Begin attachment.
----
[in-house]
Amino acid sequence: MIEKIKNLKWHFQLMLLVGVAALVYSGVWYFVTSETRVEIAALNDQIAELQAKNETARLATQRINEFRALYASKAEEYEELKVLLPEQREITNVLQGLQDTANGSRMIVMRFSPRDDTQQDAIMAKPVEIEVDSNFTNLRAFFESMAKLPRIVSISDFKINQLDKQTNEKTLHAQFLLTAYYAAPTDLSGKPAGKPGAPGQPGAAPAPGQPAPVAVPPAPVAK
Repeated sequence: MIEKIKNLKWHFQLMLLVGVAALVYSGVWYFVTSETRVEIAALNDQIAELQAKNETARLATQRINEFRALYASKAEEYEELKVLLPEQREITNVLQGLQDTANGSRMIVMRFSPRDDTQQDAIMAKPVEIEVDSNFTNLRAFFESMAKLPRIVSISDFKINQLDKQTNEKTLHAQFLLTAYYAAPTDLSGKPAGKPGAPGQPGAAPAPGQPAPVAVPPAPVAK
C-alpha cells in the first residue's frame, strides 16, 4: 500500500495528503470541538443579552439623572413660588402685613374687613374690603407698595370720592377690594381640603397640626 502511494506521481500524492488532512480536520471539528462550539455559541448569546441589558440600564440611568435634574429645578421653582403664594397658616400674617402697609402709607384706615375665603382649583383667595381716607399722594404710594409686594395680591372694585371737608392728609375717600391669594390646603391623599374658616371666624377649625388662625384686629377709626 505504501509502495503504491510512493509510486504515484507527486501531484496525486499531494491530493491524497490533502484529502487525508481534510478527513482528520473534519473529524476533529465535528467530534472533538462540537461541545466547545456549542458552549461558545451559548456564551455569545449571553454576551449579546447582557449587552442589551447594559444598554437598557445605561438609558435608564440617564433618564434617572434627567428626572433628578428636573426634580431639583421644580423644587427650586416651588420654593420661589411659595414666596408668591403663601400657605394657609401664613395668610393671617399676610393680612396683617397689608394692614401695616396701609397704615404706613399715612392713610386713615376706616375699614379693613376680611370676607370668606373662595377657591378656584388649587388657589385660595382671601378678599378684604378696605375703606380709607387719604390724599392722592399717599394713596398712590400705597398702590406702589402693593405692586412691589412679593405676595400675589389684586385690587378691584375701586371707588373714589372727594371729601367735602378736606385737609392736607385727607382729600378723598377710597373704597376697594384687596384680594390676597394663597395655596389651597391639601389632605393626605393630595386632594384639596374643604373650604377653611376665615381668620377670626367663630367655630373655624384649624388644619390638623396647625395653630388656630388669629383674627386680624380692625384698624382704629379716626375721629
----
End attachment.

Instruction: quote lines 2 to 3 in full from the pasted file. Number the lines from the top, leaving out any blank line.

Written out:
Amino acid sequence: MIEKIKNLKWHFQLMLLVGVAALVYSGVWYFVTSETRVEIAALNDQIAELQAKNETARLATQRINEFRALYASKAEEYEELKVLLPEQREITNVLQGLQDTANGSRMIVMRFSPRDDTQQDAIMAKPVEIEVDSNFTNLRAFFESMAKLPRIVSISDFKINQLDKQTNEKTLHAQFLLTAYYAAPTDLSGKPAGKPGAPGQPGAAPAPGQPAPVAVPPAPVAK
Repeated sequence: MIEKIKNLKWHFQLMLLVGVAALVYSGVWYFVTSETRVEIAALNDQIAELQAKNETARLATQRINEFRALYASKAEEYEELKVLLPEQREITNVLQGLQDTANGSRMIVMRFSPRDDTQQDAIMAKPVEIEVDSNFTNLRAFFESMAKLPRIVSISDFKINQLDKQTNEKTLHAQFLLTAYYAAPTDLSGKPAGKPGAPGQPGAAPAPGQPAPVAVPPAPVAK